Week 7 of the program is titled "REAL MAGIC - The Quantum Leap." Quantum Mechanics, or the physics of tiny atomic parts, is not a new science. It's been around since the 1920s, and Einstein hated it because it was weird and illogical. He has been credited with saying, "God does not play dice with the universe" since the weirdness involves particles that appear and disappear, objects that can be in two different places in the same time, and super-weird "quantum entanglement" which involves two particles that can "communicate" instantaneously over any distance. Einstein called it "spooky action at a distance." It was proven to exist after his death, and the implications of this mean that signals can actually travel faster than the speed of light, something that was once thought impossible.

This show will run the traditional four nights in a row: Friday (Feb. 14), Saturday (Feb. 15), Sunday (Feb. 16) and Monday (Feb. 17).

The last week of the program is called Bonus Week. All seven topics will be covered, one per day over one week.

The schedule begins Tuesday (Feb. 18) with "Einstein's Three Mistakes." Why did he not want to believe in the Big Bang theory, and what changed his mind?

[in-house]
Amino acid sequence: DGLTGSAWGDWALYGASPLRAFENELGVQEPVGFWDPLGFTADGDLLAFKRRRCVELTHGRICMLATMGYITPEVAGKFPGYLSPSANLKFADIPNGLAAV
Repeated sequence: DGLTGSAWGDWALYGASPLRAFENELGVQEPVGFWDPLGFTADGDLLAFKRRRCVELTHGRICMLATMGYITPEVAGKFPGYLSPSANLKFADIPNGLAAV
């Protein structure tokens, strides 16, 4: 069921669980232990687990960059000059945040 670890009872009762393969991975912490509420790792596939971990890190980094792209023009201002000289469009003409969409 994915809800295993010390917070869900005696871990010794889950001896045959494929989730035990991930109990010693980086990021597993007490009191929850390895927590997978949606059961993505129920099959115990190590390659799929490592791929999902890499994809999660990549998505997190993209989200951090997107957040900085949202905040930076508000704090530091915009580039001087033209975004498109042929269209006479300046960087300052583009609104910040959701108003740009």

Wednesday (Feb. 19) is titled "Let There be Light" and looks at the nature of light itself, the weirdness of the sun and other stars, and how light actually provides almost all the power to run our world and our bodies.

Thursday (Feb. 20) is called "The Majesty and Mystery of Gravity." Gravity looks like a force and acts like a force, but it is something far, far stranger, and you would not exist without its weirdness.

Friday (Feb. 21) is "Meet your Mega-Great-Grandparents: Super Nova Explosions." The iron in your blood, the carbon in your cells, the calcium in your bones were made by special stars that were born, lived and then died in flash so bright they can outshine an entire galaxy.

Saturday (Feb. 22) is "Ghost in the Machine," a humorous look at what Americans believe about the paranormal will be covered, but the atom itself is "ghostly" since it is almost entirely empty space, and you are made of these weird, ghostly atoms.

Sunday (Feb. 23) is "Discovering ALIEN Life," described above, and the program finishes on Monday (Feb. 24) with a repeat performance of "Real Magic - the Quantum Leap."

So take advantage of the opportunity to expand your mind and feed your curiosity. Hope to see you next door to the Lakeview Deli for all of these exiting presentations.

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Randy Jones is co-founder of the nonprofit project ASAP (American Science Ambassador Program) and owner of the Off The Beaten Path bookstore in Tupper Lake.